Cardinal George Pell knows of the fallacy of arguing by authority.
Recently Robert Manne, following fashionable opinion, wrote that “the science is truly settled” on the fundamental theory of climate change: global warming is happening; it is primarily caused by the emission of greenhouse gases, especially carbon dioxide; and it is certain to have profound effects in the future .
His appeal is to the “consensual view among qualified scientists”. This is a category error, scientifically and philosophically. In fact, it is also a cop-out, a way of avoiding the basic issues.
The basic issue is not whether the science is settled but whether the evidence and explanations are adequate in that paradigm.
The complacent appeal to scientific consensus is simply one more appeal to authority, quite inappropriate in science or philosophy.
He also notices some similarities with religion.
The rewards for proper environmental behaviour are uncertain, unlike the grim scenarios for the future as a result of human irresponsibility which have a dash of the apocalyptic about them.
The immense financial costs true believers would impose on economies can be compared with the sacrifices offered traditionally in religion, and the sale of carbon credits with the pre-Reformation practice of selling indulgences.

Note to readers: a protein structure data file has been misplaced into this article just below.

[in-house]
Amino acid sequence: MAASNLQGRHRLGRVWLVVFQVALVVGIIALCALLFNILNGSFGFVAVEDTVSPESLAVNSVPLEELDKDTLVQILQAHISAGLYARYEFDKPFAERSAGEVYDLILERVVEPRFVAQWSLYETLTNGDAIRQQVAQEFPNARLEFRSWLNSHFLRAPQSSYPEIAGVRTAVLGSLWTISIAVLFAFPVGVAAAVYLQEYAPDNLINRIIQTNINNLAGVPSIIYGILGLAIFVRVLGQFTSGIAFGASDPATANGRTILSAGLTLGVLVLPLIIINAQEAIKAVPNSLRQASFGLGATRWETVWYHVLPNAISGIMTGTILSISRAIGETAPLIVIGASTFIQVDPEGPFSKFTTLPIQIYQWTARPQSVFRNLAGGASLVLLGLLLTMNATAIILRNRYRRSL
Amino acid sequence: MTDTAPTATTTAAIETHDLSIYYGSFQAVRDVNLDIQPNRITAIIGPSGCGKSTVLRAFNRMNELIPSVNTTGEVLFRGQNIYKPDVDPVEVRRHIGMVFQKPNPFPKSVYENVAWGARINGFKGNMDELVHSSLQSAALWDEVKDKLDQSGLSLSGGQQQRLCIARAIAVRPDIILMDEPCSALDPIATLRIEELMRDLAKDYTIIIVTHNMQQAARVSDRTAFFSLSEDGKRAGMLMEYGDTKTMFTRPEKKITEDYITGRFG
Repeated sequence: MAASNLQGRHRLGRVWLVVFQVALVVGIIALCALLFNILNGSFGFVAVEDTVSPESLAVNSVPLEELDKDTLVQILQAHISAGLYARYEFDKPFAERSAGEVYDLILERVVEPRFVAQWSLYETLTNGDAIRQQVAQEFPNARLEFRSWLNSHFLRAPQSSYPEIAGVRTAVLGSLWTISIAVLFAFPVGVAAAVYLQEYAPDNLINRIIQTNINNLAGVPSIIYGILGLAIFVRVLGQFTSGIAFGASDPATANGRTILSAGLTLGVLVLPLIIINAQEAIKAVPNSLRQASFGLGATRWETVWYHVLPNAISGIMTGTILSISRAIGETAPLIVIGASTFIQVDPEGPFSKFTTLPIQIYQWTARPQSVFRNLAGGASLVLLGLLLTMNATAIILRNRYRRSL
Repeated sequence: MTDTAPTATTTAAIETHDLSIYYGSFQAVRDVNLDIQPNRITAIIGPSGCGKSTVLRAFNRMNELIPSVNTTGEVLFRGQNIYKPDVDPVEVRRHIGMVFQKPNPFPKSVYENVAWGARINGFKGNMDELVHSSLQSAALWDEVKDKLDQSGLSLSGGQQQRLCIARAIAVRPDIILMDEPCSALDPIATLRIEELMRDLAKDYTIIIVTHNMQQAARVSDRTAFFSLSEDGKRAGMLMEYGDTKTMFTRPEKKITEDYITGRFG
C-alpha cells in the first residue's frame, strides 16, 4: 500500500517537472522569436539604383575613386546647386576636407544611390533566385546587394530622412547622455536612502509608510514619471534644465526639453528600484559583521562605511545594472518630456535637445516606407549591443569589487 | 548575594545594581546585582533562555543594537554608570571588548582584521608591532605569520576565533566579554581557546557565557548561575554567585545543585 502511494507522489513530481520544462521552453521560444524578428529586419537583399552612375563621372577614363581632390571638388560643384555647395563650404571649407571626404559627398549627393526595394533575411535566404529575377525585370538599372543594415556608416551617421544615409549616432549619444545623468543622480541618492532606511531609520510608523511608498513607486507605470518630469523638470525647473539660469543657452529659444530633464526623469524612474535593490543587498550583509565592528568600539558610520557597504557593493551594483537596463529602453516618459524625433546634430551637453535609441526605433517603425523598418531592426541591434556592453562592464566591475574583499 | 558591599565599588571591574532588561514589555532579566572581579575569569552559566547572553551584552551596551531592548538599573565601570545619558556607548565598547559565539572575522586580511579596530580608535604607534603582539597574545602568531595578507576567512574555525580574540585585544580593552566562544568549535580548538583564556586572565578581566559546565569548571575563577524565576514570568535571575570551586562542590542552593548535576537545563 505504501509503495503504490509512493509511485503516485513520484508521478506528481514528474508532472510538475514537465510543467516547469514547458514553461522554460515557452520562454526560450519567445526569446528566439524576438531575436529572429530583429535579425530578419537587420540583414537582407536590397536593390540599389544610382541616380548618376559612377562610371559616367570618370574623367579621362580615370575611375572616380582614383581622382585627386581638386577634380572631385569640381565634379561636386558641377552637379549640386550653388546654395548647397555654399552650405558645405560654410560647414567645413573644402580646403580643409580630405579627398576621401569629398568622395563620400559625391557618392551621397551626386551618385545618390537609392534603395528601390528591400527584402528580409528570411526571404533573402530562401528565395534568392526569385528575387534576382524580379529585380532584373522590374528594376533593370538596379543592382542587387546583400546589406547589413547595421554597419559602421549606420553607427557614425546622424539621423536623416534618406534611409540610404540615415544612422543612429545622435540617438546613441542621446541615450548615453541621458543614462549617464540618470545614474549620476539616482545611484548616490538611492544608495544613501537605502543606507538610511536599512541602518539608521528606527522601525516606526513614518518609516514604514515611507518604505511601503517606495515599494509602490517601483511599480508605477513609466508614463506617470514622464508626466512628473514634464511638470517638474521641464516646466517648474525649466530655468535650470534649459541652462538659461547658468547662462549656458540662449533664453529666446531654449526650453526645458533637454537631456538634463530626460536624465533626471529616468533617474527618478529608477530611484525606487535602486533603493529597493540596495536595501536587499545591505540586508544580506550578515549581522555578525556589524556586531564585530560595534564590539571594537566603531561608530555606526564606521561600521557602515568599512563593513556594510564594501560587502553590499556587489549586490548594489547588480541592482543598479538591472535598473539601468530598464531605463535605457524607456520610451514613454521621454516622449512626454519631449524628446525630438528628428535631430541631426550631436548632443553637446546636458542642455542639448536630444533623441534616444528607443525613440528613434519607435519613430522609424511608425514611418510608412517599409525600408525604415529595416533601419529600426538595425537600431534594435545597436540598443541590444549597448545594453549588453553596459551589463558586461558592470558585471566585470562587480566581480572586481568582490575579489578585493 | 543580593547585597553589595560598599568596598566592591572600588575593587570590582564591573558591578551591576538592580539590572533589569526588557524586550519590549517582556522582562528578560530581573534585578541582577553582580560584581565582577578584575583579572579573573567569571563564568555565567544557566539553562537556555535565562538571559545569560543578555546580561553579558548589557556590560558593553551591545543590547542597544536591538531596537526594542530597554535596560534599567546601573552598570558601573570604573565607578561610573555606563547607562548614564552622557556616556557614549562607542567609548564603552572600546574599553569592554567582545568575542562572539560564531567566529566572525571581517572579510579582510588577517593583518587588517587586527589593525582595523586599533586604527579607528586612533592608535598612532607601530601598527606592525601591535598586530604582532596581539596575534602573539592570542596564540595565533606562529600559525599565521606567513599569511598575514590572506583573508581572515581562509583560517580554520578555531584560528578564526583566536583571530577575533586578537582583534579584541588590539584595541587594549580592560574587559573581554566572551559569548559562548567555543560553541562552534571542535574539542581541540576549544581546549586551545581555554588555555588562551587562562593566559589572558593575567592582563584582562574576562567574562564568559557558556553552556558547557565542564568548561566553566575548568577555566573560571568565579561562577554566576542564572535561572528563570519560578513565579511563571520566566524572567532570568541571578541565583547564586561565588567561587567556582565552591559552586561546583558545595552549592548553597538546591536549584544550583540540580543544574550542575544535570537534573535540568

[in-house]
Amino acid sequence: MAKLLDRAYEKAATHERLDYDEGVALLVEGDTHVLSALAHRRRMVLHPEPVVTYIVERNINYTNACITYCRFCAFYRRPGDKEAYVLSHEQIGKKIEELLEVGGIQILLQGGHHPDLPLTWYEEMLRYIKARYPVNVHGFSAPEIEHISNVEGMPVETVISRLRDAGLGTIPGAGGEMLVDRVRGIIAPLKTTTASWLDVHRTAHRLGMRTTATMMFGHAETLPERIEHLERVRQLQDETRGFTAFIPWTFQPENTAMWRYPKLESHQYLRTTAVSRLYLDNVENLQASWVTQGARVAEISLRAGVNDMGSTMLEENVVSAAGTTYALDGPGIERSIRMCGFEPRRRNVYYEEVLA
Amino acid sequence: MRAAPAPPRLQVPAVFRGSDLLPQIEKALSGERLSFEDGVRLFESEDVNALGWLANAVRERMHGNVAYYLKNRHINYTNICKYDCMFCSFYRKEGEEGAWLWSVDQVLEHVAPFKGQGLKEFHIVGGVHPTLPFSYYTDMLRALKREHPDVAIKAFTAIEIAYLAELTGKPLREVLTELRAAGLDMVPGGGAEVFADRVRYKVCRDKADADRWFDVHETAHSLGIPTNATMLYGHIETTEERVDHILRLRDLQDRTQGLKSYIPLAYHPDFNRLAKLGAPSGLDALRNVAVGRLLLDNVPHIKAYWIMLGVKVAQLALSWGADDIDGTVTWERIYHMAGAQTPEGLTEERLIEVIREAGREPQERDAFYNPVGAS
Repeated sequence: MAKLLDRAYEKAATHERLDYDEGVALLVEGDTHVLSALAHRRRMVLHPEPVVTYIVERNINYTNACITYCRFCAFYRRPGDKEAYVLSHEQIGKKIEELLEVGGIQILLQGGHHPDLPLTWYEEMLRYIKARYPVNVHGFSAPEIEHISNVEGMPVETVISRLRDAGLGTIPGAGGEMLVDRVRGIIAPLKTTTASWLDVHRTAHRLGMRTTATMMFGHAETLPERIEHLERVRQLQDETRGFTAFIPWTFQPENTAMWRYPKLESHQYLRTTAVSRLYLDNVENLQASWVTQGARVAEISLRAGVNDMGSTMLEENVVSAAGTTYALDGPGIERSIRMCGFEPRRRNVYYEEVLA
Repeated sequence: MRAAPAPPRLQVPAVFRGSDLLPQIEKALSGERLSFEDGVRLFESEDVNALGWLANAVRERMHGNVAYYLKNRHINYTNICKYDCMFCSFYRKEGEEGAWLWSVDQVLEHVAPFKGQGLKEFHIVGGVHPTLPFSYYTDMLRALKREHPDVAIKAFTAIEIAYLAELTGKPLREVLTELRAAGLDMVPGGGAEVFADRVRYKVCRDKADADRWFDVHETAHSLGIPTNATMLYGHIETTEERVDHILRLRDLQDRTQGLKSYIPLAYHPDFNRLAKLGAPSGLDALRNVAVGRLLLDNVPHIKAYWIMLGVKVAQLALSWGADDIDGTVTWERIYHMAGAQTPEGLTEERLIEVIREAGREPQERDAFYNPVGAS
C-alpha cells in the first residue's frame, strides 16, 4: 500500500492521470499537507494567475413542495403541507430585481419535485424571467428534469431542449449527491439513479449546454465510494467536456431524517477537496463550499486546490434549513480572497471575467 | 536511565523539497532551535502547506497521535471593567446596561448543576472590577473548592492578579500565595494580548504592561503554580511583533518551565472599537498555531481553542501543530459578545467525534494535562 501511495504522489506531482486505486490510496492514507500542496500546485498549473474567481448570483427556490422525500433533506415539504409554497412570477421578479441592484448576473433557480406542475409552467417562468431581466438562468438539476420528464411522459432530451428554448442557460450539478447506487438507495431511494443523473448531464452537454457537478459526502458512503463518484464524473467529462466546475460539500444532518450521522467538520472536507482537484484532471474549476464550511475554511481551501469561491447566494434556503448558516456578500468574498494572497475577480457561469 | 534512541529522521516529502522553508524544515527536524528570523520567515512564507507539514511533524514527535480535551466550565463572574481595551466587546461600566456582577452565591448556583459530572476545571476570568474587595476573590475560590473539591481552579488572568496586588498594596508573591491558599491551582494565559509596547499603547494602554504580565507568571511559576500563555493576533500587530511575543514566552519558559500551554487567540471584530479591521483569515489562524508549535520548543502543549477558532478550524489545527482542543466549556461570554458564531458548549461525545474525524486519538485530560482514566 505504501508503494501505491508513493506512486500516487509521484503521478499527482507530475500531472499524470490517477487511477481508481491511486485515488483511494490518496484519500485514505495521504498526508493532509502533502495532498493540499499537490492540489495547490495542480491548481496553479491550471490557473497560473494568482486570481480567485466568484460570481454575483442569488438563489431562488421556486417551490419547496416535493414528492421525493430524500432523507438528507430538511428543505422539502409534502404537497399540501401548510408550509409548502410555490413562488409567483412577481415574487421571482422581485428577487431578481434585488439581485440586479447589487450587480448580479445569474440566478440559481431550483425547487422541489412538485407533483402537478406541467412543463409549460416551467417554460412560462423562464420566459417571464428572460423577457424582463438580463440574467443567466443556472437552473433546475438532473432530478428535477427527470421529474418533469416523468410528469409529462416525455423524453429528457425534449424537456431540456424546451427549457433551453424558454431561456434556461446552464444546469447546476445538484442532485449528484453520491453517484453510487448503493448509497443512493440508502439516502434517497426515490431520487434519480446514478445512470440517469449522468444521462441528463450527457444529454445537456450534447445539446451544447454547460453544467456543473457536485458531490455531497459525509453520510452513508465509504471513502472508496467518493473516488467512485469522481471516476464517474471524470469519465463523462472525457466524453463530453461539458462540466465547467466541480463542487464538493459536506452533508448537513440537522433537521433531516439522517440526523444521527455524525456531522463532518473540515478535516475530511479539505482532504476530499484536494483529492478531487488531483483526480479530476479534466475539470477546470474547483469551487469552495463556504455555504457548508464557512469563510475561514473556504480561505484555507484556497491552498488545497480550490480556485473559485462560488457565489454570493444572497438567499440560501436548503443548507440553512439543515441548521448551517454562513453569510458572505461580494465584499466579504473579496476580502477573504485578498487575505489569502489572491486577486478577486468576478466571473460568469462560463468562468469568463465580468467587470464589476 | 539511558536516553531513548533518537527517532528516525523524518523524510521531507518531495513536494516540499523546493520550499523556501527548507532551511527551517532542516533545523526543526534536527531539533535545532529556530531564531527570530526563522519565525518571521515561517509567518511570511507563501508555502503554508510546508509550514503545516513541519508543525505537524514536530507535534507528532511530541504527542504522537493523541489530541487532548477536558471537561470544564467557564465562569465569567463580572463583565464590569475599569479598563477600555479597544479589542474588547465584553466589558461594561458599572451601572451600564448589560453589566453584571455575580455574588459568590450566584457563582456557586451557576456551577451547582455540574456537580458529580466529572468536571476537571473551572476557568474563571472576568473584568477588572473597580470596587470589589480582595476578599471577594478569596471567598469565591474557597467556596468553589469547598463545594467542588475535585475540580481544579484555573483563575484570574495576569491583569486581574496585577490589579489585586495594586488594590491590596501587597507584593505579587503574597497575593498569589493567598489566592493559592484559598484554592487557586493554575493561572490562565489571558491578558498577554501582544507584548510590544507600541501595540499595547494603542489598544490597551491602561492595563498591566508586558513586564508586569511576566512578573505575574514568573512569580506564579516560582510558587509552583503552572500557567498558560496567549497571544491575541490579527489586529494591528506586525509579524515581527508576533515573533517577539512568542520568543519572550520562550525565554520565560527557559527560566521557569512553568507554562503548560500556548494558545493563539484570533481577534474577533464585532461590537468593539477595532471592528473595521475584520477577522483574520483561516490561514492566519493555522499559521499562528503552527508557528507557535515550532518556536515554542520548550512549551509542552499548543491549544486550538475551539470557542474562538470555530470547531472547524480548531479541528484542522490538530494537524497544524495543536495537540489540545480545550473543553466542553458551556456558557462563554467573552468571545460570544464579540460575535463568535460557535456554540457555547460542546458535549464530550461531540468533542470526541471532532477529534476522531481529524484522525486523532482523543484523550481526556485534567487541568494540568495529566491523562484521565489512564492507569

Some of those campaigning to save the planet are not merely zealous but zealots. To the religionless and spiritually rootless, mythology – whether comforting or discomforting – can be magnetically, even pathologically, attractive.
He also makes another point which I think is all too true.
I fear, too, that many politicians have never investigated the primary evidence.
Pell clearly has done his own research before coming to his own conclusion. Too many politicians it seems merely accept authority at face value and fail to actually look into the claims they are presented with. It’s rather unsettling considering the magnitude of the decisions to be made by them.